From Pisa International, take the mover bus to PisaMover bus to Pisa central station where you will then that depart to Florence’s station Santa Maria Novella. Journeys take no longer than an hour and tickets cost €9.30 (including PisaMover).
A bus service is provided by a company called Terravision. Buses leave from outside the Pisa International arrivals hall and will drop you outside Santa Maria Novella at a cost of around €4.99 one way.
Tickets for both bus and train can be purchased in the arrivals hall. Neither of these services operate late at night, and the taxi alternative won’t be cheap in Italy.
Florence can be reached by train from Rome (1.5 hours) and Milan (3 hours).
Florence is small and most of the sights, restaurants, shopping destinations and gay venues are within walking distance of each other. Walking is a great way to take in the sites of such a beautiful and remarkable city. Cars are not permitted in most of the centre, but watch out for speeding vespa mopeds.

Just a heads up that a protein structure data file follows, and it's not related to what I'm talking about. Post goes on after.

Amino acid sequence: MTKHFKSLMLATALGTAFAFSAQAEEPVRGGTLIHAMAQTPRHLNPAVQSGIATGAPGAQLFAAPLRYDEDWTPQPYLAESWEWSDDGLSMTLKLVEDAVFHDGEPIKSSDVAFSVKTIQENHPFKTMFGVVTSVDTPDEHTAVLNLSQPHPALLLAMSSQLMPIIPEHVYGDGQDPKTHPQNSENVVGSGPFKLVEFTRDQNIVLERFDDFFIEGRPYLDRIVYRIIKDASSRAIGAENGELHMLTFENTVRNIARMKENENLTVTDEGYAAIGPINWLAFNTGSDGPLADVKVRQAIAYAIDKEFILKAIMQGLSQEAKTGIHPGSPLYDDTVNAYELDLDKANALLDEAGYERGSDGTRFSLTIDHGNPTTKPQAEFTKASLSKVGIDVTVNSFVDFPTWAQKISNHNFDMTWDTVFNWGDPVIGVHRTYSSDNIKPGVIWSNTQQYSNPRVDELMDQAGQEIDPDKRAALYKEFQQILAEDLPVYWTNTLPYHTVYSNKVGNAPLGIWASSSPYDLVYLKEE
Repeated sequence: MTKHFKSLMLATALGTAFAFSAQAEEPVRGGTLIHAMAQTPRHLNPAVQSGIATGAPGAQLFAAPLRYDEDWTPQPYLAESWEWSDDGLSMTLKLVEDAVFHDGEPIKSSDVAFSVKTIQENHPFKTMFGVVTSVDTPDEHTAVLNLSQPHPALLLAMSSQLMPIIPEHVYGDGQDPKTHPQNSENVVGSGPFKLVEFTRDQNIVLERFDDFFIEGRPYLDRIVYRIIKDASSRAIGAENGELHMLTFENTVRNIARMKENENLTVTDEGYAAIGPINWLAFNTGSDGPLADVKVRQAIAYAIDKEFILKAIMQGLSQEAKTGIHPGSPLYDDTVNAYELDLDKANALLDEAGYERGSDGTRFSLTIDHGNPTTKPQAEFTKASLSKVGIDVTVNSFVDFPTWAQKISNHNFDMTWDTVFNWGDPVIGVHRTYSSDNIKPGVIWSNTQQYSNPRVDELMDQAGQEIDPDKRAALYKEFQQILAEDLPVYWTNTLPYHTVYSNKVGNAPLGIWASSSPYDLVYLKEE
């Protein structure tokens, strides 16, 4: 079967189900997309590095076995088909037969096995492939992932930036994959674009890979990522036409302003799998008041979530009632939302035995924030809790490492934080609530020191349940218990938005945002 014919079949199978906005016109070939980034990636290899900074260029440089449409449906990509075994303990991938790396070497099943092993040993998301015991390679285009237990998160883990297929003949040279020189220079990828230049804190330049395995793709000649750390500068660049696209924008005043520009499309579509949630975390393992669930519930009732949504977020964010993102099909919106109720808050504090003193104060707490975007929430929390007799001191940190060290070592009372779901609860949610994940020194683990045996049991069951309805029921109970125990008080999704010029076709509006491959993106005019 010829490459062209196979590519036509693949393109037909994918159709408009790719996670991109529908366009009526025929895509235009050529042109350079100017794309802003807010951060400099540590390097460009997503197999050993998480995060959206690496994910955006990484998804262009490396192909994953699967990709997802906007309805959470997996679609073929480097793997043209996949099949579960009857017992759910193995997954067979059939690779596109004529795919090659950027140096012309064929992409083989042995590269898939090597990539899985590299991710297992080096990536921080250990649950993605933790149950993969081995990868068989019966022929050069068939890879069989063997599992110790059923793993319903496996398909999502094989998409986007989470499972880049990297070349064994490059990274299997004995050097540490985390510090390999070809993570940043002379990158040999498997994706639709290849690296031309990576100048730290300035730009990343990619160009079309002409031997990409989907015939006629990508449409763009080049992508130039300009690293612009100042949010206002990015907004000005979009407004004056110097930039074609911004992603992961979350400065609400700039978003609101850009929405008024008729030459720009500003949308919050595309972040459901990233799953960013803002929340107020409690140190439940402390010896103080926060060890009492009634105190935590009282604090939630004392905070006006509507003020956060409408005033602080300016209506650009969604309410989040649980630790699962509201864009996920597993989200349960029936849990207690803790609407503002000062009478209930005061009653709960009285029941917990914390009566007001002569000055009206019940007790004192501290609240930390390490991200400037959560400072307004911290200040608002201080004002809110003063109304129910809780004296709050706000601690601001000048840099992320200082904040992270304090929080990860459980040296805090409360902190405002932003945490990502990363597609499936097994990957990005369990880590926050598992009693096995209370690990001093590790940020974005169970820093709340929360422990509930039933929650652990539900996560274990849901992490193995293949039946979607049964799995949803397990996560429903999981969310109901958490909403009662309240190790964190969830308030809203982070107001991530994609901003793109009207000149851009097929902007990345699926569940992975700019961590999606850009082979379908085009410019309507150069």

Taxis are reliable and easy to find but expensive – even for short journeys. Taxis are identifiable by a blue sign with TAXI written in white. If there are cars waiting, it does not necessarily mean that the driver is working. It is not unusual to see groups of taxi drivers laughing and chatting in groups on the street. Try Piazza della Republica, Piazza della Stazione, Piazza Santa Maria Novella, Piazza del Duomo and Piazza Santa Croce for taxis.
By train and bus
Trains and bus services are cheap but don’t tend to stick to schedule. Make sure you validate your ticket before getting on a train or bus. Just watch and copy what everyone else is doing. English-speaking staff are available at Piazza della Stazione to help you plan out your journey. Bus tickets start from €1.20.